New plans for massive re-development in Belper were being drawn up this week after supermarket giant Tesco confirmed it is no longer interested in building a megastore in the town.
The retail chain owns a large patch of land off Derwent Street – which had been earmarked as the site for an 80,000 square foot supermarket until last week.
However as the plans were ditched by the store, civic leaders and shopkeepers in the town have said the time is right for fresh ideas for the area to be brought forward, a move that the Belper News is also backing.
The drive to re-develop the area came as comments continued to pour in to the Belper News after we broke the news of Tesco’s dramatic announcement last week.
Belper Town Council leader John Nelson said: “We have got to make sure it’s right. We have one shot and one shot only at this site. It’s a blank sheet of paper.
“We have got to look at the whole site now. When it is developed, whatever is built will be there for another 100 years.There are mind-boggling options. I would have liked to have seen a leisure centre down there - but it appears that’s a non-starter.
“There were plans for a new library down there at one time. There is also an opportunity for a public park that would make Matlock look like Belper’s poor relation.”
The area has become rundown over the past few years, with vandlaism and nuisance behaviour regularly reported in there.
But any company wishing to build on the Meadows Edge area, as it is known, will have to comply with a strict extra layer of planning laws designed to ensure the character of the surrounding World Heritage Site is maintained.
Belper Mayor Mark Robertson said: “It needs major re-development. Whether that is shops, housing, offices, workshops or something else, something needs to be done urgently.
“It’s an eyesore at the moment. During the St George’s Day parade there were lots of comments made about the state of the area.
“Personally I would not have been in favour of a massive supermarket. A smaller supermarket or shopping area would be okay. Whoever takes it over from Tesco needs to ensure that whatever is built keeps in character with the World Heritage Site.”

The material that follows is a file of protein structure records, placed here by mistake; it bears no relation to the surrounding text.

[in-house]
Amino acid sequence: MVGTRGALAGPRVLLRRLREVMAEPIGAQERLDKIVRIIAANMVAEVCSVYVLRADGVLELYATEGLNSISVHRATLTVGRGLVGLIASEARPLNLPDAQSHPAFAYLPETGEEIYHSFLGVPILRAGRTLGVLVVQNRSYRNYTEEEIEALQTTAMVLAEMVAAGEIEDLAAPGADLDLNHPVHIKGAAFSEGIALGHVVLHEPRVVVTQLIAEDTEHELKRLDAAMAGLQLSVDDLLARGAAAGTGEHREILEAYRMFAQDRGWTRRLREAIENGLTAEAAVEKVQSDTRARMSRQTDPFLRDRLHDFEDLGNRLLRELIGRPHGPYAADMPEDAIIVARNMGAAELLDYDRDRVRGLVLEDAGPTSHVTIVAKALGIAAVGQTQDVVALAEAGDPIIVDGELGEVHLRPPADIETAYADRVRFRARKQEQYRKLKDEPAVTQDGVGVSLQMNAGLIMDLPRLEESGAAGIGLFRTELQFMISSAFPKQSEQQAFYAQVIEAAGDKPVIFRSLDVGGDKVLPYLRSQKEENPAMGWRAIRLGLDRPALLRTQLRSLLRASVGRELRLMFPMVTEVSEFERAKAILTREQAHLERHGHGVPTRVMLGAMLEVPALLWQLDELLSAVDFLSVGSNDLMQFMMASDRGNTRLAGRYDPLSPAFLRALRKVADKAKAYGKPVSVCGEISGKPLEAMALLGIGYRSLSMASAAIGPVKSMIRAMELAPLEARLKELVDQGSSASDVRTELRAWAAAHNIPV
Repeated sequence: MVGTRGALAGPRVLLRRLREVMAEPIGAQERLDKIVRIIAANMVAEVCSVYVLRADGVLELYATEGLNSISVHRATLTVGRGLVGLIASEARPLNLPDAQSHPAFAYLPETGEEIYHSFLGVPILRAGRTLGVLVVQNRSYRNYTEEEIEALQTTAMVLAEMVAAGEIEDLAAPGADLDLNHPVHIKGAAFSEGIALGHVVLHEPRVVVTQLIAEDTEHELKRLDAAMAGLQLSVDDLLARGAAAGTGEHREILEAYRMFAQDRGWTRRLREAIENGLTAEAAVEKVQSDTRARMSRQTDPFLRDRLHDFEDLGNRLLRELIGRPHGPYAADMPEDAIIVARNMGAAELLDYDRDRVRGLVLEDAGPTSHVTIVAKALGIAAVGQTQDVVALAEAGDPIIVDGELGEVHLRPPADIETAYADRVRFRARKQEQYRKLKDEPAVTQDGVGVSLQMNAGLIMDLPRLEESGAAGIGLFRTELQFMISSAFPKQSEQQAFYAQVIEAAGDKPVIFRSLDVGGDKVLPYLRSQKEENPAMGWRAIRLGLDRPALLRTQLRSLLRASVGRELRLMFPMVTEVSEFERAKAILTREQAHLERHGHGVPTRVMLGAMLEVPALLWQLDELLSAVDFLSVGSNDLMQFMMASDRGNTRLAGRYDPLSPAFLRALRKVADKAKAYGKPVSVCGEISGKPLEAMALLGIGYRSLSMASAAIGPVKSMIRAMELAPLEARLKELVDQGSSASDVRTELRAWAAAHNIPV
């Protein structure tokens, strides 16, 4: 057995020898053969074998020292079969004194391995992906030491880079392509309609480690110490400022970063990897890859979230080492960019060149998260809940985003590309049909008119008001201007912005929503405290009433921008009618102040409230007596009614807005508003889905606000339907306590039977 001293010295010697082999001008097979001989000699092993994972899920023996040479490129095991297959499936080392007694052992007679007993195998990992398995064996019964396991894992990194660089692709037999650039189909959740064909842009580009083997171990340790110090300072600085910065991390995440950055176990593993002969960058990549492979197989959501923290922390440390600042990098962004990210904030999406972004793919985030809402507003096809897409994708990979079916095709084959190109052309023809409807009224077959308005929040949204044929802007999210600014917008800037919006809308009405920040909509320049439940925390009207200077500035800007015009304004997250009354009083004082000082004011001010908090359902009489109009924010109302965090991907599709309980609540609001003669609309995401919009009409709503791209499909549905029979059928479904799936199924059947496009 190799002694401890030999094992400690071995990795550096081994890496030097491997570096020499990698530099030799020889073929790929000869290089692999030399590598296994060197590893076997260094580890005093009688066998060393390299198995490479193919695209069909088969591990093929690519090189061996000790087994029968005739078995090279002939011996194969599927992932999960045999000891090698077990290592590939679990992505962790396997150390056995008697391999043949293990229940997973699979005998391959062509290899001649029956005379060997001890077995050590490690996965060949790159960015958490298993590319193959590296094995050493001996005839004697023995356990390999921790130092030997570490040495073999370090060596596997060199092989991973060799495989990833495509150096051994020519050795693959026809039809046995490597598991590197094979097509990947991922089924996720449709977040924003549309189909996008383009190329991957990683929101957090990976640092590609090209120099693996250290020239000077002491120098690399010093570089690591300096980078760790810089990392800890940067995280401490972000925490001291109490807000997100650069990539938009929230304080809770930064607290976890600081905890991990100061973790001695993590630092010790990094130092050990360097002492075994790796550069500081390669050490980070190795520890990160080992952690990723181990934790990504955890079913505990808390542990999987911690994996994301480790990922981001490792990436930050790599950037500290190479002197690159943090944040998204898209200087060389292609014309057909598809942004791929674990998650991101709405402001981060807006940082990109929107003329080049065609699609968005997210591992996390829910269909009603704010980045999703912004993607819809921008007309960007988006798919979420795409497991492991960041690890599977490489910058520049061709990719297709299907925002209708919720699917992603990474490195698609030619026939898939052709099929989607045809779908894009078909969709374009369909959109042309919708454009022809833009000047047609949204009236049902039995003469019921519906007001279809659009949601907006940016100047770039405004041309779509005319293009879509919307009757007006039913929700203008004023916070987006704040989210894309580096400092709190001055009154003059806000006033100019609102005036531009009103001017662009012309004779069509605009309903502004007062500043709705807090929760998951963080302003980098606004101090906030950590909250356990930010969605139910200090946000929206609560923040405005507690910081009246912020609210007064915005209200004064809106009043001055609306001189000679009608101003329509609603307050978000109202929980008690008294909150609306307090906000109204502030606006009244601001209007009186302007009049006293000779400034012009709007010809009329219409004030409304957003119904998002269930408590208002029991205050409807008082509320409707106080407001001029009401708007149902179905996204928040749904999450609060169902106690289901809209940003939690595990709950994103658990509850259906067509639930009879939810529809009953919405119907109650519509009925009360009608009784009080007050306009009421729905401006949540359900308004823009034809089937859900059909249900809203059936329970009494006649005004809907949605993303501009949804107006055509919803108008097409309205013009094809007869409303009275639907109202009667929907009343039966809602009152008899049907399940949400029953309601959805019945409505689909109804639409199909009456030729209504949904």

Campaigners had voiced fears throughout the battle with Tesco that it would detract from the High Street.
Charlotte Tansley, of Fresh Basil Deli on Strutt Street, said: “Belper is not your average market town and I think whoever moves in to the site should work together with the local traders.
“We have the Totally Locally scheme now which is trying to promote all the local shops and I think that is a really good thing. Independent traders in the town are really stuggling at the moment. If Tesco moved in we would be constantly competing with their buying power and it would have been bad for the local economy and the High Street. We would have seen a lot more shops close down.”
Meanwhile, Belper Civic Forum said it wanted a new-style neighbourhood plan to be pursued.
A spokesman said: “Belper Civic Forum became convinced the last thing the council were looking for was a large superstore on the other side of a new road.
“This news provides the opportunity for the town to use the new neighbourhood plan legislation to develop proposals for the Meadows Edge area integrated with all the employment, shopping, traffic, parking and visitor needs. Let’s plan a fabulous new edge to the town that we can all enjoy and be proud of.”